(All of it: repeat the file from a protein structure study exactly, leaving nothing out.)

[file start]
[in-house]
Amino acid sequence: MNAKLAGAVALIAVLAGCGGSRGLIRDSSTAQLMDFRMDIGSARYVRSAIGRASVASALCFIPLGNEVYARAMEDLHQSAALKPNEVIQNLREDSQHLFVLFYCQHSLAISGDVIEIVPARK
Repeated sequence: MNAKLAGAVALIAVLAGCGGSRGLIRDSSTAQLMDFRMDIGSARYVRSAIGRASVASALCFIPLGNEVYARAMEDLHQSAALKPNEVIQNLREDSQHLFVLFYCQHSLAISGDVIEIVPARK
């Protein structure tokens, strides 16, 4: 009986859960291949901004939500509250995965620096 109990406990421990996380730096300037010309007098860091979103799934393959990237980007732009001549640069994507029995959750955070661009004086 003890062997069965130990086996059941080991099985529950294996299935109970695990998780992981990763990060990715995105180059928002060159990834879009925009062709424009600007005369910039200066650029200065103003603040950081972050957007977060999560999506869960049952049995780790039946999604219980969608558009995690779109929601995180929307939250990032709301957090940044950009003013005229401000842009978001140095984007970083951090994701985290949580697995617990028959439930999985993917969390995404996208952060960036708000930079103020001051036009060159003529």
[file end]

[in-house]
Amino acid sequence: MNAKLAGAVALIAVLAGCGGSRGLIRDSSTAQLMDFRMDIGSARYVRSAIGRASVASALCFIPLGNEVYARAMEDLHQSAALKPNEVIQNLREDSQHLFVLFYCQHSLAISGDVIEIVPARK
Repeated sequence: MNAKLAGAVALIAVLAGCGGSRGLIRDSSTAQLMDFRMDIGSARYVRSAIGRASVASALCFIPLGNEVYARAMEDLHQSAALKPNEVIQNLREDSQHLFVLFYCQHSLAISGDVIEIVPARK
């Protein structure tokens, strides 16, 4: 009986859960291949901004939500509250995965620096 109990406990421990996380730096300037010309007098860091979103799934393959990237980007732009001549640069994507029995959750955070661009004086 003890062997069965130990086996059941080991099985529950294996299935109970695990998780992981990763990060990715995105180059928002060159990834879009925009062709424009600007005369910039200066650029200065103003603040950081972050957007977060999560999506869960049952049995780790039946999604219980969608558009995690779109929601995180929307939250990032709301957090940044950009003013005229401000842009978001140095984007970083951090994701985290949580697995617990028959439930999985993917969390995404996208952060960036708000930079103020001051036009060159003529």